New York adds bus info to LinkNYC kiosks, starting in Brooklyn

The free Wi-Fi kiosks will show real-time information about city buses, with the other four boroughs to follow "in the coming weeks."

Since early 2016, New York City has installed about 1,700 LinkNYC kiosks offering free Wi-Fi, mobile-device charging stations, and access to city services where now-antiquated phone booths once stood. As of this week, 29 kiosks in Brooklyn will now display real-time bus schedules, city officials announced Wednesday, with the updates spreading to the rest of the city not long after.

The bus-information upgrade was announced by LinkNYC, which is privately operated and managed by the Citybridge consortium; the city’s Department of Information Technology and Telecommunications; and City Council member Brad Lander, who represents neighborhoods like Park Slope and Cobble Hill. The initial 29 kiosks getting the bus information are all in Lander’s district.

Kiosks will show pedestrians which bus lines they’re on, and how many stops away the nearest bus is, with the relevant information being dowloaded from the Metropolitan Transit Authority. The arrival times will be shown on the kiosks’ 55-inch digital screens. Citybridge, a group of advertising and communications companies, also sells ads on the displays.

City officials boast of LinkNYC having one of the quickest internet connections in New York, with the kiosks’ broadcasting gigabit-speed Wi-Fi that’s 100 times faster than typical public wireless and 40 times faster than the average home connection, according to the service’s website.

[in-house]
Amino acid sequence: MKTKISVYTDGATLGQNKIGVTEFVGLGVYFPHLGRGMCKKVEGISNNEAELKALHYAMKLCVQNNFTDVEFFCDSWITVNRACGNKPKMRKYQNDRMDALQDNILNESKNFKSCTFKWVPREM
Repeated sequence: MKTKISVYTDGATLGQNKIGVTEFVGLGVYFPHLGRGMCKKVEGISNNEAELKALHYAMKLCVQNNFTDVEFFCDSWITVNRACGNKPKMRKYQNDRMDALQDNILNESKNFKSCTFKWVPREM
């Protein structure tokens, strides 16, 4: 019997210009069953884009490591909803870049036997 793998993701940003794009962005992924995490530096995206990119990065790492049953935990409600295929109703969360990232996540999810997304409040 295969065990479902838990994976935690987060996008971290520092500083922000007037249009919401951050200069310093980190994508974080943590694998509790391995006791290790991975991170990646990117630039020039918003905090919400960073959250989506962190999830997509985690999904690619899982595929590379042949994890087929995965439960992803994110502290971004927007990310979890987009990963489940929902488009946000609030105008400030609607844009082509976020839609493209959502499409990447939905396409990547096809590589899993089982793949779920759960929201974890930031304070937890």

The Android tablet computers implanted in each kiosk already allowed users to access city maps and social services. The kiosks also support phones that offer free domestic phone calls. Along with the free wireless internet and device charging, city officials estimate LinkNYC has already been used 3.5 million times since the first kiosks were installed, with Wi-Fi users going through more than 3,625 terabytes of data. CIVIQ, which manufactures the kiosks, has also deployed them in London, and similar systems are being planned in Chicago and Miami.

“From voter registration to healthcare enrollment, and now with real-time bus information on Brooklyn kiosks, LinkNYC has once again proven to be more than just fast and free Wi-Fi,” DoITT Commissioner Samir Saini says in a press release.

Lander may have more of a rooting interest in getting the real-time bus information on the kiosks. Many of his constituents might soon be familiarizing themselves with their local bus schedules in preparation for next year’s scheduled shutdown of the subway’s L train, a vital link for Brooklynites headed into Manhattan.

City officials do not expect the Brooklyn pilot to last more than a few weeks before the real-time bus information spreads to the rest of the kiosk network. The pilot is mostly to make sure the bus schedules are functioning properly and meeting user-experience requirements. LinkNYC also plans to collect direct feedback from users who are frequent bus passengers.

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